Thursday, November 3, 2011

W Day! -- Trademark Searching

Tomorrow, Nov. 4, is "W Day," when the University of Washington celebrates its 150th anniversary.

Recently I was wearing something with a W and the little TM, and a friend asked, incredulously, "Can they really trademark the letter W?"

Yes, indeed they can. And looking into the trademark created a good occasion to explore the trademarks resources on the United States Patent and Trademark Office website, particularly the Trademark Electronic Search System (TESS). (I am NOT expert in trademark searching, but I was able to mess around and find some things.)

There are a lot of codes involved in trademark searching. For instance, Goods and Services (the [GS] field) are assigned codes, such as 015 for Musical Instruments (goods) and 037 for Construction and Repair (services). The UW provides a service coded broadly as 041, Education and Entertainment. There are also fields for data like the trademark owner's name [ON]. You use the Word Mark [WM] field to look for marks that are letters, punctuation, and words—like, say, W.

Searching for "university of washington" as the owner, and W in the Word Mark field, I found the trademark (serial number 77091314, filed Jan. 5, 2007; registration number 3377279, registered Feb. 5, 2008):

The UW's trademarked W.

I also found trademarked Ws with Huskies, one filed in 1992 and one in 1994.

Two trademarked Ws with Husky faces.
You might think: well, the Husky is distinctive, but that W is just a W.

Not so fast. Look at all the Ws that our W isn't:

1st row: Winona State Univ. (MN), Waynesburg Univ. (PA), Wright State Univ. (OH), Washburn, Univ. of Wisconsin (on its badger); 2nd row: Western Kentucky Univ. (twice), Washburn (again), Wayne State Univ. (Michigan); 3rd row: Waynesburg Univ. (again), Wichita State Univ. (Kansas), Univ. of Wisconsin (behind and on the badger), the Mississippi Univ. for Women; 4th row: Univ. of Wisconsin (a different style), Wharton (Univ. of Pennsylvania), Webster Univ. (MO), Weber State Univ. (UT), the Univ. of Wisconsin (one last time).
So it's not the letter per se, but the particular shape of the W that's trademarked. 

Note that the 16 Ws in the graphic are all universities' Ws. If you broaden the search, you can find Ws for banks, plumbers, and nearly every other kind of business.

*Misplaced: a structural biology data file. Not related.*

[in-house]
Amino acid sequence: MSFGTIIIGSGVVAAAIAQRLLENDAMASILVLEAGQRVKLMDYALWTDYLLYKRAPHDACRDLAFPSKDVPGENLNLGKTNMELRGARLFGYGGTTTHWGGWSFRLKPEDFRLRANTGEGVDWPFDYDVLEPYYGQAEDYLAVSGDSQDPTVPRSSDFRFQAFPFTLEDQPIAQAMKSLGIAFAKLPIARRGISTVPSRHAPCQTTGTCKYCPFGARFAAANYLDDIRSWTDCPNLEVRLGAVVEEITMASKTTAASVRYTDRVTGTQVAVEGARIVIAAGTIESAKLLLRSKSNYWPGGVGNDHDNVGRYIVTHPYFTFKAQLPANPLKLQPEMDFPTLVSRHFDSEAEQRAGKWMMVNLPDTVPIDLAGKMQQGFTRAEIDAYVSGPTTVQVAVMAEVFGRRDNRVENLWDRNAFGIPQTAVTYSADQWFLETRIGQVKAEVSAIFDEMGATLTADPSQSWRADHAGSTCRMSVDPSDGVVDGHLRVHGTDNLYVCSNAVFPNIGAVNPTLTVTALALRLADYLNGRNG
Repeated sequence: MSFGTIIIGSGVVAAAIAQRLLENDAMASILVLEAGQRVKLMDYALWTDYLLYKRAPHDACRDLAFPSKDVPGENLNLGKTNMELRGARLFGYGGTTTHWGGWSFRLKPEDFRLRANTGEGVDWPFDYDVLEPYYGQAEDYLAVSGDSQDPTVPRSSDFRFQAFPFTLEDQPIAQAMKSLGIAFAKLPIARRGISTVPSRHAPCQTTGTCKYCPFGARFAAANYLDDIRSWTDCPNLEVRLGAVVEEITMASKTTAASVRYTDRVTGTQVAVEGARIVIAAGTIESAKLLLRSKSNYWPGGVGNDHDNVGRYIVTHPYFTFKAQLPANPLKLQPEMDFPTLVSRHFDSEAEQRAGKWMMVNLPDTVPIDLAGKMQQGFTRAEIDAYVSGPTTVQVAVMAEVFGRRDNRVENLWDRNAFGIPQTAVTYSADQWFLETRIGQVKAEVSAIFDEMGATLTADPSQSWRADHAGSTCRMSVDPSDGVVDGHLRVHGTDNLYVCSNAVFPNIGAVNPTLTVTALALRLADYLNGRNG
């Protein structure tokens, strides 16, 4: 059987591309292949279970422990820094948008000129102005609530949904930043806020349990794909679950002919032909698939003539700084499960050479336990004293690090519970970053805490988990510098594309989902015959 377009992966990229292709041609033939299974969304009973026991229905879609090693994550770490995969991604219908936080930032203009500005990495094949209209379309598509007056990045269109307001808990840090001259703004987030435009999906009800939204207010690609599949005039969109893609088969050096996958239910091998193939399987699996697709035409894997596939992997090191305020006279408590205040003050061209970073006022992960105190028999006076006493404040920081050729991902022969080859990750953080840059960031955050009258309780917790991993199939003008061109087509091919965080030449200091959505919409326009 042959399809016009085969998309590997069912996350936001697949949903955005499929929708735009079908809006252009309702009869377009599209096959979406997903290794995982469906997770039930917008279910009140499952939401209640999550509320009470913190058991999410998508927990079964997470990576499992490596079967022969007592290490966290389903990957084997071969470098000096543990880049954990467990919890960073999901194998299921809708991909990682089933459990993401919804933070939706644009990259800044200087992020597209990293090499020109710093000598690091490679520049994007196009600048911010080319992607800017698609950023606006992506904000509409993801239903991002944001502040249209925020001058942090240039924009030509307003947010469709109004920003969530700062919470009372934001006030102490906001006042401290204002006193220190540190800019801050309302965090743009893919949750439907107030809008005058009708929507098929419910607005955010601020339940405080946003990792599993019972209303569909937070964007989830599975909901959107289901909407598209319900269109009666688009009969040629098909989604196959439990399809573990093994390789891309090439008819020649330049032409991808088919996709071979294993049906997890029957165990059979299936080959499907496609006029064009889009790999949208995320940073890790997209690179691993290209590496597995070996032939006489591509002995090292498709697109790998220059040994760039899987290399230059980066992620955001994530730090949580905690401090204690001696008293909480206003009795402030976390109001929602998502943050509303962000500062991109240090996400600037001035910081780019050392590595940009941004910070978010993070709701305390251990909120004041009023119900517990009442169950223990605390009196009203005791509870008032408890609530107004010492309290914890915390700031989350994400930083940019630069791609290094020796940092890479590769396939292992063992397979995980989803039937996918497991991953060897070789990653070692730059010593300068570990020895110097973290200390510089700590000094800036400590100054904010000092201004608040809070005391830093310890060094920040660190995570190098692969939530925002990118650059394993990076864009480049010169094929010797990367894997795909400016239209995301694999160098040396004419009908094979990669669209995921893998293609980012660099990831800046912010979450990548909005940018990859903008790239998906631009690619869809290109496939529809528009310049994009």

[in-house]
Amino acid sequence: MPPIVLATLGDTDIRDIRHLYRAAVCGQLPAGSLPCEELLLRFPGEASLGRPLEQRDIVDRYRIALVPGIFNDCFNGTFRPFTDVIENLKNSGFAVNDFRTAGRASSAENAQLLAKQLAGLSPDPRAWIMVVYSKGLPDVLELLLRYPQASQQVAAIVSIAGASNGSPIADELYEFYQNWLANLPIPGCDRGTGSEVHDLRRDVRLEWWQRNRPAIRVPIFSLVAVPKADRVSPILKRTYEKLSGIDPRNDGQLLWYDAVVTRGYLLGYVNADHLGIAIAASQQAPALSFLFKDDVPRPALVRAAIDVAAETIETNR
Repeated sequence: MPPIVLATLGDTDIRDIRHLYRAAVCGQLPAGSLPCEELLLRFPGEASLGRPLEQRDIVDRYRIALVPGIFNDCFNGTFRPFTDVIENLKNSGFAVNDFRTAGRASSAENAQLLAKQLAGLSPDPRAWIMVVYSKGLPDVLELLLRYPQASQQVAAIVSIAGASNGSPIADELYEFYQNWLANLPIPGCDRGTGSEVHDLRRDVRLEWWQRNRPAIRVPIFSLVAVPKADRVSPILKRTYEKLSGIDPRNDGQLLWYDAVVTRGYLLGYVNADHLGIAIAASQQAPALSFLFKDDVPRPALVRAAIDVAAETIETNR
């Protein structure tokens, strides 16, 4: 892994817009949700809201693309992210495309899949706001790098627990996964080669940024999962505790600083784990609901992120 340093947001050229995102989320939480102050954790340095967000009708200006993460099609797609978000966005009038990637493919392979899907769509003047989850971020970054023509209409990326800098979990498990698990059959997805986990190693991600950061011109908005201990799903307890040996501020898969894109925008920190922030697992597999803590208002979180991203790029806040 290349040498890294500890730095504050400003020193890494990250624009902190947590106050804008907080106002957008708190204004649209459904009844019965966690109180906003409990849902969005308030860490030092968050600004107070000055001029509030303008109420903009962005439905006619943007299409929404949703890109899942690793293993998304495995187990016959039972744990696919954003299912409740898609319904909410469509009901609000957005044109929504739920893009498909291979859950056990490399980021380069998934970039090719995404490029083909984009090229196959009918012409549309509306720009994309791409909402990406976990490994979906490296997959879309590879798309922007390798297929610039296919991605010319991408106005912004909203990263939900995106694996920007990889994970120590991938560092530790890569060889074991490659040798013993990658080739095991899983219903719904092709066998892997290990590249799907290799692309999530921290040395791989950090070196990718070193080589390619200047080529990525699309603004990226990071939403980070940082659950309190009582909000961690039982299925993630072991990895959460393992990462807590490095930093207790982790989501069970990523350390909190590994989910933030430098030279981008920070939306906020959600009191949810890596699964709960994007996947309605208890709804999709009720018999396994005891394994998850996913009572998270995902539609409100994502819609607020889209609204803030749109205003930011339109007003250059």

This trademark doesn't have any letters or words on it:

UW Husky trademark, filed in 2000.
To search for similar trademarks, you can't look for letters or words. So TESS also allows you to search by design elements. They can be geometric (triangle, ellipse, etc.) or categories like people, trees, or whatever.  In this case the codes are:
03.01.09 - Coyotes; Hyenas; Jackals; Wolves
03.01.16 - Heads of cats, dogs, wolves, foxes, bears, lions, tigers

I learned (by failure) that you need to leave the periods out when you search, but when I got it right 030116[dc] turned up a wide variety of dog and cat logos, including these:

Top Dawg headphones, Bulldog Burgers, Angola LNG Supply Services,Shodogg (Touchstream Technologies), the Centers for Habilitation, New York Dawg Pound, Nutt Butt Bakery, Pupcake Productions, Montana State Univ. (bobcat head), Hooperstown Huskies, NC State (wolf), Jackson Generals (baseball), Charlotte Hounds (lacrosse)
Think of all the different looks our Husky could have had!

For more on trademark searching, see this guide from the UW Engineering Library. For the scoop on how trademarks work at the UW, see University of Washington Trademark and Licensing Policies. And for trademark law, see our guide (note the table of contents in the upper right: you need to click to get to the different sections).

And if you're so inclined, show your purple on Friday. It's even good for discounts at some local businesses!

Hat tip: Meg Butler.

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